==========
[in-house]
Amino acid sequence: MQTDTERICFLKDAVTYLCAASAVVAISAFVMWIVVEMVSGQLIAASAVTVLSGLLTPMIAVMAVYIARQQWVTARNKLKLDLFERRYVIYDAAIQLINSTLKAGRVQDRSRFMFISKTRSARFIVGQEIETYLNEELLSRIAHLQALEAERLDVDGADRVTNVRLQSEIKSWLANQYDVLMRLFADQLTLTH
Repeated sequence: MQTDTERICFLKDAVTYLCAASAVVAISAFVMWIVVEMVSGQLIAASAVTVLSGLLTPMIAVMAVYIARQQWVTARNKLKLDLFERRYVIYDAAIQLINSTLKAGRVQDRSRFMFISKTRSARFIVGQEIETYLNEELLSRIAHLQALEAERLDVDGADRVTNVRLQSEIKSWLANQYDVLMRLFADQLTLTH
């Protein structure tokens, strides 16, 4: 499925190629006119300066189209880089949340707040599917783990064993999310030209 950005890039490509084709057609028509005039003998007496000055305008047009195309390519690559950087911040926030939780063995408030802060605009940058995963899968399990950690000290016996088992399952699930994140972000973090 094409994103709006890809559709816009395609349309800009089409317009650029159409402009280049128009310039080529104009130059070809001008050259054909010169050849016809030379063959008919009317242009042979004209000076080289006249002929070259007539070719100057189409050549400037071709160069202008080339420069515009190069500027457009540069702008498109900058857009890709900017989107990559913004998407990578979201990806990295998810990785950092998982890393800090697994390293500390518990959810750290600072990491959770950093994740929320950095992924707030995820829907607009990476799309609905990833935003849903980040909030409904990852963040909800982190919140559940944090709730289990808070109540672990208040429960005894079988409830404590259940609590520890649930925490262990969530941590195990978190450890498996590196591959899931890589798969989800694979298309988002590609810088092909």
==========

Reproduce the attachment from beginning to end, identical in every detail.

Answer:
[in-house]
Amino acid sequence: MQTDTERICFLKDAVTYLCAASAVVAISAFVMWIVVEMVSGQLIAASAVTVLSGLLTPMIAVMAVYIARQQWVTARNKLKLDLFERRYVIYDAAIQLINSTLKAGRVQDRSRFMFISKTRSARFIVGQEIETYLNEELLSRIAHLQALEAERLDVDGADRVTNVRLQSEIKSWLANQYDVLMRLFADQLTLTH
Repeated sequence: MQTDTERICFLKDAVTYLCAASAVVAISAFVMWIVVEMVSGQLIAASAVTVLSGLLTPMIAVMAVYIARQQWVTARNKLKLDLFERRYVIYDAAIQLINSTLKAGRVQDRSRFMFISKTRSARFIVGQEIETYLNEELLSRIAHLQALEAERLDVDGADRVTNVRLQSEIKSWLANQYDVLMRLFADQLTLTH
């Protein structure tokens, strides 16, 4: 499925190629006119300066189209880089949340707040599917783990064993999310030209 950005890039490509084709057609028509005039003998007496000055305008047009195309390519690559950087911040926030939780063995408030802060605009940058995963899968399990950690000290016996088992399952699930994140972000973090 094409994103709006890809559709816009395609349309800009089409317009650029159409402009280049128009310039080529104009130059070809001008050259054909010169050849016809030379063959008919009317242009042979004209000076080289006249002929070259007539070719100057189409050549400037071709160069202008080339420069515009190069500027457009540069702008498109900058857009890709900017989107990559913004998407990578979201990806990295998810990785950092998982890393800090697994390293500390518990959810750290600072990491959770950093994740929320950095992924707030995820829907607009990476799309609905990833935003849903980040909030409904990852963040909800982190919140559940944090709730289990808070109540672990208040429960005894079988409830404590259940609590520890649930925490262990969530941590195990978190450890498996590196591959899931890589798969989800694979298309988002590609810088092909």